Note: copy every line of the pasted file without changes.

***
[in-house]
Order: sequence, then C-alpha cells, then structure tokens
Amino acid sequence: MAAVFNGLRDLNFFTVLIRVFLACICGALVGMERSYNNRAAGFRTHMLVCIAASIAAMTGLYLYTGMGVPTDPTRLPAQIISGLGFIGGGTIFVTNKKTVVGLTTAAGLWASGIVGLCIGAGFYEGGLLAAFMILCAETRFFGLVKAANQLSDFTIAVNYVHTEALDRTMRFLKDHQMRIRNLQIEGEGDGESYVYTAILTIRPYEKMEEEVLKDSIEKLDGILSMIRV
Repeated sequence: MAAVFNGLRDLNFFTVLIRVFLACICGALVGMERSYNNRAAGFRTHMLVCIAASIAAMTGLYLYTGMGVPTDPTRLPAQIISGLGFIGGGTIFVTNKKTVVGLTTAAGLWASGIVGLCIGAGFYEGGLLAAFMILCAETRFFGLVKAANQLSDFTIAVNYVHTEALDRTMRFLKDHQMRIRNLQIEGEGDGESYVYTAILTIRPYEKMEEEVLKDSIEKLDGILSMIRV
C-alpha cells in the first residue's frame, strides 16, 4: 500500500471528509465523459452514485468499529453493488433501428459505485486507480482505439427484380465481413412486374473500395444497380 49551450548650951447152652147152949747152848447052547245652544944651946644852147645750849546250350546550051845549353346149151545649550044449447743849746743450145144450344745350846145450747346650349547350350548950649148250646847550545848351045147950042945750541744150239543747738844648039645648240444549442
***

[in-house]
Order: sequence, then C-alpha cells, then structure tokens
Amino acid sequence: MAAVFNGLRDLNFFTVLIRVFLACICGALVGMERSYNNRAAGFRTHMLVCIAASIAAMTGLYLYTGMGVPTDPTRLPAQIISGLGFIGGGTIFVTNKKTVVGLTTAAGLWASGIVGLCIGAGFYEGGLLAAFMILCAETRFFGLVKAANQLSDFTIAVNYVHTEALDRTMRFLKDHQMRIRNLQIEGEGDGESYVYTAILTIRPYEKMEEEVLKDSIEKLDGILSMIRV
Repeated sequence: MAAVFNGLRDLNFFTVLIRVFLACICGALVGMERSYNNRAAGFRTHMLVCIAASIAAMTGLYLYTGMGVPTDPTRLPAQIISGLGFIGGGTIFVTNKKTVVGLTTAAGLWASGIVGLCIGAGFYEGGLLAAFMILCAETRFFGLVKAANQLSDFTIAVNYVHTEALDRTMRFLKDHQMRIRNLQIEGEGDGESYVYTAILTIRPYEKMEEEVLKDSIEKLDGILSMIRV
C-alpha cells in the first residue's frame, strides 16, 4: 500500500471528509465523459452514485468499529453493488433501428459505485486507480482505439427484380465481413412486374473500395444497380 49551450548650951447152652147152949747152848447052547245652544944651946644852147645750849546250350546550051845549353346149151545649550044449447743849746743450145144450344745350846145450747346650349547350350548950649148250646847550545848351045147950042945750541744150239543747738844648039645648240444549442